Cameron Kilpatrick was born on April 6, 2000, to his mother April and father Roosevelt. He has lived in Rome, NY his entire life and is the youngest of three brothers. Focused on sports from a young age, Cameron was coached by his father when he began to play football and basketball, and after picking up lacrosse a few years later he continued to be a three-sport athlete throughout high school.
Cameron has always found it easy to excel academically, but just as things were getting more challenging Freshman year, his father died. Grief-stricken, Cameron was unable to focus in school, which was reflected in his freshman and sophomore year grades. Nearing the end of sophomore year, Cameron realized the academic position he had put himself in. Inspired by the success of his two brothers, Brendan and Devin—who is also a Ron Brown Scholar—and with the support of his loving mother April, Cameron was determined to make the most of the two years of high school he had left. He was successful in his endeavor and was able to get himself back on track.
The summer after turning his academic career around, Cameron attended MITES, a highly selective six-week minority enrichment program at MIT where he took college level Calculus, Physics, and Chemistry. Cameron was blown away by the students he met there, and was inspired to be surrounded by such intelligent, high-achieving minorities from across the country. It was because of MITES that he felt empowered to push his limits by applying to the top colleges in the United States.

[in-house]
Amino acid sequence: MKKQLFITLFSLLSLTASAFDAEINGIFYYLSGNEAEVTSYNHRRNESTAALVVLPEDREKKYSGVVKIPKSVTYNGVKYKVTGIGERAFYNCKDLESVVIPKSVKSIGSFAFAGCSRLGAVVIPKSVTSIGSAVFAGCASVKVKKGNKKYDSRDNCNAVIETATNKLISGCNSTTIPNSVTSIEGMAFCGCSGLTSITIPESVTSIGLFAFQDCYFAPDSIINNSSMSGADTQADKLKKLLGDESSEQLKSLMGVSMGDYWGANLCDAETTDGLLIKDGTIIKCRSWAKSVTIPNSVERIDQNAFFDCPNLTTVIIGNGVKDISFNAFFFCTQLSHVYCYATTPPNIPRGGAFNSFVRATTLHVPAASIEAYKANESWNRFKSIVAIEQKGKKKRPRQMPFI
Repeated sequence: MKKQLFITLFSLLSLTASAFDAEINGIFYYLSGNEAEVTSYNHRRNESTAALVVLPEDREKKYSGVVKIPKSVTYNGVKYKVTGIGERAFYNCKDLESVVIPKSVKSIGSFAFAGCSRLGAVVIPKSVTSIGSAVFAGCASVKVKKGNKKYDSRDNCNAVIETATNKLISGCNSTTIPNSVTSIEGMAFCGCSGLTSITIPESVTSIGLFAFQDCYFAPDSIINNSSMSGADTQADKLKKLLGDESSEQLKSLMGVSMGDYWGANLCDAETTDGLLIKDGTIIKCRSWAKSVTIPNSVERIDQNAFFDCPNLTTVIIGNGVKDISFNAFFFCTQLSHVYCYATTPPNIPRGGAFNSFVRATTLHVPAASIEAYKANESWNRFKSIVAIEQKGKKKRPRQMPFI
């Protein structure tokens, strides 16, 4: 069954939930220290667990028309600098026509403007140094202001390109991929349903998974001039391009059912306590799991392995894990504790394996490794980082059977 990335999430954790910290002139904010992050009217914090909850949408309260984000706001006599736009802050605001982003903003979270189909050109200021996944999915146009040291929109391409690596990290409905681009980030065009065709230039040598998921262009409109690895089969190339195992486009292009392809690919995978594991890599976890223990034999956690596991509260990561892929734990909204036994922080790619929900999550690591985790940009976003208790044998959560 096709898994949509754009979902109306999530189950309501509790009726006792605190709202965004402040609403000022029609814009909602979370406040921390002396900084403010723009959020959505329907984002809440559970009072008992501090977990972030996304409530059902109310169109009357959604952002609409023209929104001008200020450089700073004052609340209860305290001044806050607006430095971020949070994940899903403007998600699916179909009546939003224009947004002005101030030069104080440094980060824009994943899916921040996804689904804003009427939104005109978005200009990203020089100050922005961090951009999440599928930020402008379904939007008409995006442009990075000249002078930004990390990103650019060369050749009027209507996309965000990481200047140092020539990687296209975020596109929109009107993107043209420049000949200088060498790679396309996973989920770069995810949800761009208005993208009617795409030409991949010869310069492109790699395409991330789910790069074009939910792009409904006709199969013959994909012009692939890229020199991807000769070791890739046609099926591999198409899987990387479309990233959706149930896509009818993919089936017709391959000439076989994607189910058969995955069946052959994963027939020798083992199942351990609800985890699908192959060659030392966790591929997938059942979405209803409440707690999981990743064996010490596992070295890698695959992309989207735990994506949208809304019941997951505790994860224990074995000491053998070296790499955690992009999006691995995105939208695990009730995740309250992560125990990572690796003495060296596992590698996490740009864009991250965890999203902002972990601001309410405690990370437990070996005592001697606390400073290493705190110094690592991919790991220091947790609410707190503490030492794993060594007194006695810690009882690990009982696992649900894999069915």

Cameron wants to be an Engineer. What type? He doesn’t know. Cameron’s father was a “fixer”—whenever there was a problem around the house he’d find his own solution rather than paying someone else to fix it. From being his father’s assistant and accompanying him on countless projects, Cameron discovered that he had a knack for how things work, and he enjoys the challenge of trying to fix things he’s unfamiliar with. His experiences at home, along with his school coursework and time at MITES have all contributed to his passion for engineering.
Cameron’s interests outside of engineering include politics and social justice. He closely followed the last presidential election, and was appalled by Donald Trump’s comments on women, Muslims, and just about every ethnic group. The fact that someone so divisive and (in his view) bigoted could be the president showed him how far America is from being truly equal, and he hopes to be part of the generation that ends inequality. Cameron has taken every opportunity to learn more about government, including being a Rome City Common Council Youth Advisor as well as Rome’s delegate to the Students Inside Albany Conference. Cameron plans to minor in political science and will stay involved in politics on campus in any way he can. Cameron believes one of the greatest ways to make change is through government, and he hopes to eventually run for office.
Cameron hopes to use his education in Engineering and political science to make a difference in his community and his country. He believes the only way is forward, and he is excited to join the Ron Brown community as an engineer for humanity.